It’s the end of August, the end of summer. Four full months left in the calendar year. 120 days. Are you ready for the final push of the year? Is your team?
I want to share this week the advice that I give to my clients at this time of year. Here goes:
Reduce your pain
First, identify all the things that make you, as the leader, miserable, frustrated and angry by taking the time to write them down. Then prioritize them in the order of the amount of pain they cause you.
Since our best thinking takes place alone, usually in a car or in the shower, figure out how you can capture this list before you forget them.
Make a goal to eliminate just one item off of this list each month for the next four months with the goal of being in far less pain by the end of the year. Keep the list in front of you so you stay focused on it.
Until you perform this task, and take action, you will be living in a state of unhappiness on a daily basis.
As the leader of the business, you deserve better.
Second, I have noticed an acute case of “I’m too old and tired to do anything” with people of a certain age. It is almost as if the enjoyment has vanished from the things that once brought them a feeling of satisfaction. Many turn to other pursuits in an attempt to restore some level of vitality to their business and their lives. In the meantime, the business and its employees suffer because the leader is not focused on the business.
Don’t think for a minute that your employees aren’t picking up the message you are sending: “I have one foot out of here.” I suggest that for the next four months you become dedicated to the idea of “finishing the year strong” which means you, the leader, need to be all in, with your mind, body, spirit.
How do you do that? You set a better example for others to follow. That encompasses everything. As the leader, understand you are always under a microscope.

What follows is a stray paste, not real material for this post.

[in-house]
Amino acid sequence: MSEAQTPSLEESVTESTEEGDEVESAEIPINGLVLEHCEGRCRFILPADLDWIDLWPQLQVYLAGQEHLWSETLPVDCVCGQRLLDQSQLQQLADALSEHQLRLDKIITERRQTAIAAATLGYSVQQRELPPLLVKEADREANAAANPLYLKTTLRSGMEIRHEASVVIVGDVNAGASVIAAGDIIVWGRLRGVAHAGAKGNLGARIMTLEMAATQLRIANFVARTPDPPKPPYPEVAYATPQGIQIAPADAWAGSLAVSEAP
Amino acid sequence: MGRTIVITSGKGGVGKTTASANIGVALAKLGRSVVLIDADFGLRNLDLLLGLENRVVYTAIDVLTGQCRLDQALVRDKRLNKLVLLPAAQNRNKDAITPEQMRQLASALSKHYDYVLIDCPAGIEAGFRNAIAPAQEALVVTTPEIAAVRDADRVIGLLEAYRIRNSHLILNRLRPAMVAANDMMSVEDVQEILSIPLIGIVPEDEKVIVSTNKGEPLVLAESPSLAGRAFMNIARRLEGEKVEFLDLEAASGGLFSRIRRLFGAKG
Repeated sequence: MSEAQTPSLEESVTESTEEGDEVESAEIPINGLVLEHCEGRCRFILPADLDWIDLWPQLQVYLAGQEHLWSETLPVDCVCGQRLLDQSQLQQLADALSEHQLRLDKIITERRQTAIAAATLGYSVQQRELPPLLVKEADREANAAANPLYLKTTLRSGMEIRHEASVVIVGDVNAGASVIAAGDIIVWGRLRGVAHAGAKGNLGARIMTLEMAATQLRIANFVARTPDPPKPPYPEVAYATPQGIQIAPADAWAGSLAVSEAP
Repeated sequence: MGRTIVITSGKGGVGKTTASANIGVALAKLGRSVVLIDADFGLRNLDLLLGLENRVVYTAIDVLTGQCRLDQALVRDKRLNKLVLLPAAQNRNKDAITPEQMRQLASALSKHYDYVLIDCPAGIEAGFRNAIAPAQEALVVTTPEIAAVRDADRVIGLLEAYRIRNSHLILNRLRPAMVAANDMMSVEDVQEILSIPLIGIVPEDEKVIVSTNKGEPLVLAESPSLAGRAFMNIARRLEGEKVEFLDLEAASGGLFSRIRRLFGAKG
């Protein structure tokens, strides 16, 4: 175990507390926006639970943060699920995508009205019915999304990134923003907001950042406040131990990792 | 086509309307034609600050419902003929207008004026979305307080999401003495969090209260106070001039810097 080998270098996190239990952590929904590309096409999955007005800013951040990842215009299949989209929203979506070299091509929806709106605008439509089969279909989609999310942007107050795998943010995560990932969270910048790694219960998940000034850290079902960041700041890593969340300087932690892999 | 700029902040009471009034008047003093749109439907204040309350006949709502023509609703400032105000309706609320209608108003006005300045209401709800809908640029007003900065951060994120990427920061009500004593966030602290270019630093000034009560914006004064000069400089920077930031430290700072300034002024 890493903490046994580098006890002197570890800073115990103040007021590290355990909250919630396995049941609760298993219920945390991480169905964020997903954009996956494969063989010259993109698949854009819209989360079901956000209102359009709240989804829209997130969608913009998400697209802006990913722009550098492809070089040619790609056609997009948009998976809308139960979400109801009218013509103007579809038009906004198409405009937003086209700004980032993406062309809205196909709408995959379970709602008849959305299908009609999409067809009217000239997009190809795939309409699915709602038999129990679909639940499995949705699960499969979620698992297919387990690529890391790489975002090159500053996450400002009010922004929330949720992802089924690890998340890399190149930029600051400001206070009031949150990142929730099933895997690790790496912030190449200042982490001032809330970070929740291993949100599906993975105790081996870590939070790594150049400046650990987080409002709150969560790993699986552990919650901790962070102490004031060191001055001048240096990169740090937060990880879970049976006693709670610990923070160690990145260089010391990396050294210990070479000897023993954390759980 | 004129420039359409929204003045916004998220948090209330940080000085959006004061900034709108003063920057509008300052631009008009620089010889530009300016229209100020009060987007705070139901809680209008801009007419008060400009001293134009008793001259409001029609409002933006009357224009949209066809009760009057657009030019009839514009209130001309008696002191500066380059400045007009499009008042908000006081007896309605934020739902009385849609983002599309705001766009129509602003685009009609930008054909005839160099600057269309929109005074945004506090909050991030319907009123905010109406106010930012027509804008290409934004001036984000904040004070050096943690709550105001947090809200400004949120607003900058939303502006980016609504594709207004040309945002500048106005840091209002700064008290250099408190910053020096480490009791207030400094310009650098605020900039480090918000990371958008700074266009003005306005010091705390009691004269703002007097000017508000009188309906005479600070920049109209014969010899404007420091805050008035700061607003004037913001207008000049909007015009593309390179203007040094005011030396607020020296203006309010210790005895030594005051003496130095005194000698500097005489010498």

Never forget that everyone in your company looks to you when deciding what kind of behavior is acceptable. No leader should ever consider saying out loud, “Do as I say, not what I do.” Every leader needs to “walk the walk and talk the talk” all day long, every single day.
To finish strong, you need to devote ample time to teach employees what they need to do to get their job done right the first time.
Teach your team
Chances are there are people at your company that do not understand what results are expected of them. It is the responsibility of the leader to make certain people know what the desired results are for the company, and the part each employee plays in achieving those results.
Each employee, regardless of title, must possess a solid understanding of the role they play in client relations, building revenue, managing expenses and cash flow, and improving profitability.
People want to be part of something bigger, they want to be in the know; they want to contribute. Don’t stand in their way; help them along, because it helps the company.
One impactful way to help employees improve the company is to educate them on the financial impact of what they do. Pennies do count and the dollars add up — very quickly.
Finally, for the next four months, focus on improving communications with clients and suppliers, but more importantly, within the organization.
It is often said that some companies succeed in spite of themselves. One thing successful companies do is stay focused on just a few goals and they tend to over communicate the goals, the plan, the activities and the results to everyone. Repetition is good and valuable because someone always doesn’t get the message and everyone needs to get and understand the message.
It’s been said that “one man with courage makes a majority.” As the leader, you are the only one who can make a significant difference to those you lead.
Don’t delay getting started. December 31 is right around the corner.
Ken Keller is an executive coach who works with small and midsize B2B company owners, CEOs and entrepreneurs. He facilitates formal top executive peer groups for business expansion, including revenue growth, improved internal efficiencies, and greater profitability. Please contact him at [email protected] Keller’s column reflects his own views and not necessarily those of The Signal.